This article is an excerpt from the Shortform book guide to "So You Want to Talk About Race" by Ijeoma Oluo. Shortform has the world's best summaries and analyses of books you should be reading.
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What is the School-to-Prison Pipeline? When was the term coined and what does it mean?
The term school-to-prison pipeline has been coined relatively recently (in the early twenty-first century), although the phenomenon itself has been going on for decades. But what exactly is the school-to-prison pipeline? Simply put, it’s the process whereby students from disadvantaged backgrounds are pushed out of schools and onto the pathway to prison.
Keep reading for the answer to the question: what is the school-to-prison pipeline?
What Is the School-to-Prison Pipeline?
The phrase school-to-prison pipeline describes the continuity between the over discipline of children of color at school and the over-policing of adults of color. Here’s how it works.
Children of color spend most of their waking lives in an education system that constantly punishes them, criminalizes them, and searches for ways to remove them. Children’s trust in their teachers and schools is damaged from early on by this unfair and overly severe discipline.
Zero-tolerance policies increase the harshness of the penalties. The Gun-Free Schools Act (1994), for example, introduced mandatory year-long suspensions for children who were caught with weapons at school. Many schools broadened the definition of “weapons” to include not only knives and guns but camping forks and “finger guns.” Coupled with the propensity of teachers to see children of color as inherently more dangerous than white children, these rules affected children of color disproportionately.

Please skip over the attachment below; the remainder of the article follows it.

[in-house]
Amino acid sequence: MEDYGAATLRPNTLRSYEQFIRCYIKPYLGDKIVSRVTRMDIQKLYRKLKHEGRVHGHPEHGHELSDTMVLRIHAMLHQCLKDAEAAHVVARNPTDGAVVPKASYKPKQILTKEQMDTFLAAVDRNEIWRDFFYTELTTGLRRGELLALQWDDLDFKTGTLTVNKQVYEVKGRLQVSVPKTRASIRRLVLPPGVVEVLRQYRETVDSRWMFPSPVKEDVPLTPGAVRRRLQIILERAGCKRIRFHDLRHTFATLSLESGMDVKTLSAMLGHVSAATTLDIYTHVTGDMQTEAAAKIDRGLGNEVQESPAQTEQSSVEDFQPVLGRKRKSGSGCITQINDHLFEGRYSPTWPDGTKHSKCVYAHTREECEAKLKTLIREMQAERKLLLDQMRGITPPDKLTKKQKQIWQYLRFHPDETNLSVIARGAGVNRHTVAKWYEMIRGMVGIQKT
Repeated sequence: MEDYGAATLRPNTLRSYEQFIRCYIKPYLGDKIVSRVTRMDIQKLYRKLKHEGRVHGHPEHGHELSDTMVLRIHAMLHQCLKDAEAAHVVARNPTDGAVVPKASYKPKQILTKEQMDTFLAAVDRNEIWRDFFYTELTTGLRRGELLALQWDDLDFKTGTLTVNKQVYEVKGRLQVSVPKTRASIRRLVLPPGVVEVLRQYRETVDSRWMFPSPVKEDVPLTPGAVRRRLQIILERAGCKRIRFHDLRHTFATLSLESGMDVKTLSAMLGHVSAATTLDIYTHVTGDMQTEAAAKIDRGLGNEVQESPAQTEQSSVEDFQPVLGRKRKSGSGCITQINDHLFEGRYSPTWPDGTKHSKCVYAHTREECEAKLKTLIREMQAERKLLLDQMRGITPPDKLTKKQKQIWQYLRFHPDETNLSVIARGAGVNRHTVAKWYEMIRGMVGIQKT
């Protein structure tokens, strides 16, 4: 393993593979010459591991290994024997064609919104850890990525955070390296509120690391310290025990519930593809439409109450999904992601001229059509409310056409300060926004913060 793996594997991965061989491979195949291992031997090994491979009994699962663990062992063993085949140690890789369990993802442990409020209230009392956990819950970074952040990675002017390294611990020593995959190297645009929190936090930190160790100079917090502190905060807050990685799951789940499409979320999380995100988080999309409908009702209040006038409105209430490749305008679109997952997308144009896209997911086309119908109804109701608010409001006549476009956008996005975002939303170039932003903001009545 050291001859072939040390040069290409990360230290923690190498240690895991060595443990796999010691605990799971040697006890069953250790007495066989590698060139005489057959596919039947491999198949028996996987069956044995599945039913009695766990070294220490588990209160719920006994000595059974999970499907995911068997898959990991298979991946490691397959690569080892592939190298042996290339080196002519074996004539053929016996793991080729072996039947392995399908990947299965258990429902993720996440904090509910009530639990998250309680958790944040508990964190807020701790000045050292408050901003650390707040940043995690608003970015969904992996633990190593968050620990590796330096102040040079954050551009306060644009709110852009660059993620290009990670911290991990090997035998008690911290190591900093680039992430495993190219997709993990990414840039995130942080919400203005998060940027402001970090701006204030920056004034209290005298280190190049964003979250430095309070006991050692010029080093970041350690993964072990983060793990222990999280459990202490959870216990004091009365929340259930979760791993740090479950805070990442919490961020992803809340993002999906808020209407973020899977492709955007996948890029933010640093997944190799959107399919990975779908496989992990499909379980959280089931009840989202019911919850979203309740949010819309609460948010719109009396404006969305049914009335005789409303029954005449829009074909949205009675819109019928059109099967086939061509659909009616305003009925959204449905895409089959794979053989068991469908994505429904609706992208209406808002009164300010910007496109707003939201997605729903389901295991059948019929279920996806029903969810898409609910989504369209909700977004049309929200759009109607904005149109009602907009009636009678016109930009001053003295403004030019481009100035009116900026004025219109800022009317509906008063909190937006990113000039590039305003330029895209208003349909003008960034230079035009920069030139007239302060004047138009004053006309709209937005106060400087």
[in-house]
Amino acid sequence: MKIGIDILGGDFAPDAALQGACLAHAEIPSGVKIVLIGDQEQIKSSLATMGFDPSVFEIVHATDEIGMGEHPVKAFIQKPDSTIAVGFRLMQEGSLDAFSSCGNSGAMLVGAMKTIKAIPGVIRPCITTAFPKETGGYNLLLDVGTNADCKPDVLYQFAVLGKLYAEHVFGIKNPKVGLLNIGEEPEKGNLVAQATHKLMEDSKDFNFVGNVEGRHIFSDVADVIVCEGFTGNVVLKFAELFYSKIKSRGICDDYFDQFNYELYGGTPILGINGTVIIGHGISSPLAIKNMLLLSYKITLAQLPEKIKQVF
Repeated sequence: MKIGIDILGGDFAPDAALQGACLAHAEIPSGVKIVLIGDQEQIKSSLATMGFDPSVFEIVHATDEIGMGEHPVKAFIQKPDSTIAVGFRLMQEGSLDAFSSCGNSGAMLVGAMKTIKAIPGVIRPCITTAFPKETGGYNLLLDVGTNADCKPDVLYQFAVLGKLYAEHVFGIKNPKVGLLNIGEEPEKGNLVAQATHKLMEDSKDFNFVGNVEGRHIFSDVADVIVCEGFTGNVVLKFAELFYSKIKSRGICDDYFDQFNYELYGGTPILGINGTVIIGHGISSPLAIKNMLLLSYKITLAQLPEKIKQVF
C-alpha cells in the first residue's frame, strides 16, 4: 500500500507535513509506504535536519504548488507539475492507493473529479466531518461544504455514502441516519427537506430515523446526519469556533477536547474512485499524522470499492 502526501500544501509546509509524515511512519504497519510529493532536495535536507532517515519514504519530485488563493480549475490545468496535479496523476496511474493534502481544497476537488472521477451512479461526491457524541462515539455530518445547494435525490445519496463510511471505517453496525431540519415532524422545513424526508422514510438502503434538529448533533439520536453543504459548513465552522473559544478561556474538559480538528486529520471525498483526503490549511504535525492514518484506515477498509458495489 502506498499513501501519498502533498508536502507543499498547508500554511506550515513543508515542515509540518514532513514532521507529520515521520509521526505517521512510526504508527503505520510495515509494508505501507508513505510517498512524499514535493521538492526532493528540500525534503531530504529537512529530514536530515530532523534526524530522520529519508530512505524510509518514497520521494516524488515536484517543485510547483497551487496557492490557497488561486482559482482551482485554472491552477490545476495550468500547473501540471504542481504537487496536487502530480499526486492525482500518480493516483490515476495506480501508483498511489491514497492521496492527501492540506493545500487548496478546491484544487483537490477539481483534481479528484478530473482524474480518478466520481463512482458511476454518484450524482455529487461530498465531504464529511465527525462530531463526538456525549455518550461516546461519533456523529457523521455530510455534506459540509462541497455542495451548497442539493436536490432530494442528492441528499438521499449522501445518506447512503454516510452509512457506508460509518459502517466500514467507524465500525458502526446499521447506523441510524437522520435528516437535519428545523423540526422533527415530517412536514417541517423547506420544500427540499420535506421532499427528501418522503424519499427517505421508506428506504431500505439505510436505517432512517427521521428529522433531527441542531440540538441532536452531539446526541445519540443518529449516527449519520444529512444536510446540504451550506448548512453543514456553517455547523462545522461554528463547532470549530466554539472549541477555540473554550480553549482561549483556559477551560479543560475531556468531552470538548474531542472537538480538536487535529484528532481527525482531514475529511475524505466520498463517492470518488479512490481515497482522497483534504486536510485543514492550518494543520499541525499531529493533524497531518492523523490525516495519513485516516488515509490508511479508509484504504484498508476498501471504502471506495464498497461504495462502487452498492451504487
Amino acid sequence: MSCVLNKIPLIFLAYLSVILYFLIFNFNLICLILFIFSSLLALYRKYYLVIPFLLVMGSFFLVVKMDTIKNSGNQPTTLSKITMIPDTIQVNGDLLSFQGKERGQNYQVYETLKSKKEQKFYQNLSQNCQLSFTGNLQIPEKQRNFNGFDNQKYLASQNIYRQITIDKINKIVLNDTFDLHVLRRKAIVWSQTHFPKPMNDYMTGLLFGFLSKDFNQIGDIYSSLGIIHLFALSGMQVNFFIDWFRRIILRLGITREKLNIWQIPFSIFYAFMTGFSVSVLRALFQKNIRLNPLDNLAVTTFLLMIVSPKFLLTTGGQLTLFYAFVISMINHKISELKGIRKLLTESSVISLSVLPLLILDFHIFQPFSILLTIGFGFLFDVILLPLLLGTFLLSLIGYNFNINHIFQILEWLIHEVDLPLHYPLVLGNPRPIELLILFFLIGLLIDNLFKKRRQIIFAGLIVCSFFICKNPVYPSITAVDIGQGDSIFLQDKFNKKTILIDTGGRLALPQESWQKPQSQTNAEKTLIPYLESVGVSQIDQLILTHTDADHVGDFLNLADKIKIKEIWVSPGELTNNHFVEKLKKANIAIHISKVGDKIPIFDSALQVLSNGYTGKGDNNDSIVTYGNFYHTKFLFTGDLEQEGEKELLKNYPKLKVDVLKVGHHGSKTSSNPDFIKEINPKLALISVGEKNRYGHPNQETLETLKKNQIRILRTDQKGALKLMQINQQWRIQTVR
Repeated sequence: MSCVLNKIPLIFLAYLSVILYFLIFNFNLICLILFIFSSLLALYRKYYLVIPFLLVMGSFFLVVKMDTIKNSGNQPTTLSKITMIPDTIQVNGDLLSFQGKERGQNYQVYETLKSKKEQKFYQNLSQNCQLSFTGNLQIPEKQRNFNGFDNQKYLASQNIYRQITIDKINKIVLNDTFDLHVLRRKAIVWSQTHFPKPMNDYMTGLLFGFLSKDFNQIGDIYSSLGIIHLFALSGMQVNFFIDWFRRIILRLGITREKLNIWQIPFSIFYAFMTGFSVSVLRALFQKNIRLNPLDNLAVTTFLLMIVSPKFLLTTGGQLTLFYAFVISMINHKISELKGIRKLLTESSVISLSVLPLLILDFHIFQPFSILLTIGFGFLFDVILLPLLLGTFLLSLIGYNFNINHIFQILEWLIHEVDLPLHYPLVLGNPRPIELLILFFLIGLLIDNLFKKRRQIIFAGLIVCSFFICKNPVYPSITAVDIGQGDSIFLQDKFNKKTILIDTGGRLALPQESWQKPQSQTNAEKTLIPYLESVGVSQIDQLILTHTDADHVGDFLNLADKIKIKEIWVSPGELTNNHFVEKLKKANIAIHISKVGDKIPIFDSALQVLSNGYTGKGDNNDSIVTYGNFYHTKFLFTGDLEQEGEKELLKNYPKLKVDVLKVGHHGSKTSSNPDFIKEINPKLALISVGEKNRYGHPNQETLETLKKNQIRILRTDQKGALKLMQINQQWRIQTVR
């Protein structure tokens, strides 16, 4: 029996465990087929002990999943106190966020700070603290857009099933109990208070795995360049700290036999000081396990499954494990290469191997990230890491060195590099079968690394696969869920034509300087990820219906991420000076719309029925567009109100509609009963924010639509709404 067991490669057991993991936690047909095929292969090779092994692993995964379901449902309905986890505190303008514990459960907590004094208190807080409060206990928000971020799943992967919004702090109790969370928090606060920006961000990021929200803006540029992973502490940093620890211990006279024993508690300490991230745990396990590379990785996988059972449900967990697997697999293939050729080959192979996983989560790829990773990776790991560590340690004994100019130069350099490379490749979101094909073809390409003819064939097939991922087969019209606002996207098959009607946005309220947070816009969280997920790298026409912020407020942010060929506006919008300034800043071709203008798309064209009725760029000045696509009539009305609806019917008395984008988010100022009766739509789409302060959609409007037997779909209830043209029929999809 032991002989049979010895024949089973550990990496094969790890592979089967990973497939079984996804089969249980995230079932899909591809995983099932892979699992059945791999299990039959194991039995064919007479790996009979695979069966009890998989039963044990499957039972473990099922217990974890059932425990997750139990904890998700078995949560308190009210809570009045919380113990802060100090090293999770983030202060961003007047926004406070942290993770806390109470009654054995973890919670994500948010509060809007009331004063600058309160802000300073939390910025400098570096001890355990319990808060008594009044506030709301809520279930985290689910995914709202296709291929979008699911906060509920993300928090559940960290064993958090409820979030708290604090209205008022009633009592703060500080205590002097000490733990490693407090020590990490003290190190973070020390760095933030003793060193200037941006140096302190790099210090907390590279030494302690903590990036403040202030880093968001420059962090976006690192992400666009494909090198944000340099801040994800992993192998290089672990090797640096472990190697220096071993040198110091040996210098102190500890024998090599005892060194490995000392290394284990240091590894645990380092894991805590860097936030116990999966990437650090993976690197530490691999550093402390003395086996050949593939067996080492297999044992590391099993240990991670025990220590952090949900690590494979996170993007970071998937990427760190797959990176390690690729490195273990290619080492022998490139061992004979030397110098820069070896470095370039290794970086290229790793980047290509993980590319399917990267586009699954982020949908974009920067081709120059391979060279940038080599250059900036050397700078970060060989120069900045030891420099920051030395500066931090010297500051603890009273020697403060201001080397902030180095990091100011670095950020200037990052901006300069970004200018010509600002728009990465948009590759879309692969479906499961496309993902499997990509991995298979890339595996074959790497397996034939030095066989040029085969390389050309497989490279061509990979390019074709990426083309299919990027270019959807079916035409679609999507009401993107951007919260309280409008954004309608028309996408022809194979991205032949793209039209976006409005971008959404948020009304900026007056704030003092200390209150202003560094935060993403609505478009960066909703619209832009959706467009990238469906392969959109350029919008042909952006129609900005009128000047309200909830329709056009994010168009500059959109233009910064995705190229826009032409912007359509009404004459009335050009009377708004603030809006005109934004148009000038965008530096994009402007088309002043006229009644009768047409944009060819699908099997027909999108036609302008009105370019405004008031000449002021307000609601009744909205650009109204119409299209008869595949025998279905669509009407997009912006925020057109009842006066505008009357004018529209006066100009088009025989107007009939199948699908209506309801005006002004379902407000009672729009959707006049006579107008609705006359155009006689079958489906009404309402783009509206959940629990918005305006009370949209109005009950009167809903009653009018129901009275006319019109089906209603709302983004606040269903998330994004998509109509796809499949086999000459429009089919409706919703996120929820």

Police officers began to be placed in schools. These School Resource Officers (SROs) now handle disciplinary matters that would previously have been handled internally. In schools with SROs, the arrest rates of students are almost five times those of schools without SROs. These officers are extremely active: In the 2011-2012 school year, for example, law enforcement officers in schools arrested 92,000 students. And students who get arrested at school are more likely to be arrested again as adults.
For some kids, getting expelled isn’t even the worst consequence of being criminalized on the basis of your skin color. On November 22, 2014, Cleveland police shot 12-year-old Tamir Rice for holding a toy gun. When his 14-year-old sister ran over to help him, police tackled her and put her in handcuffs. Steve Loomis, President of the Cleveland Police Union, said later that the boy was oversized and “menacing.” This is what happens when people of color are criminalized on sight, when the concept of “children” to be nurtured and protected has crystallized around an image of whiteness, and when black and brown children aren’t allowed to be children.
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Here's what you'll find in our full So You Want to Talk About Race summary:
- How to have an intelligent, empathetic conversation about race
- Why people are afraid to talk about race
- Where racism came from and what fuels it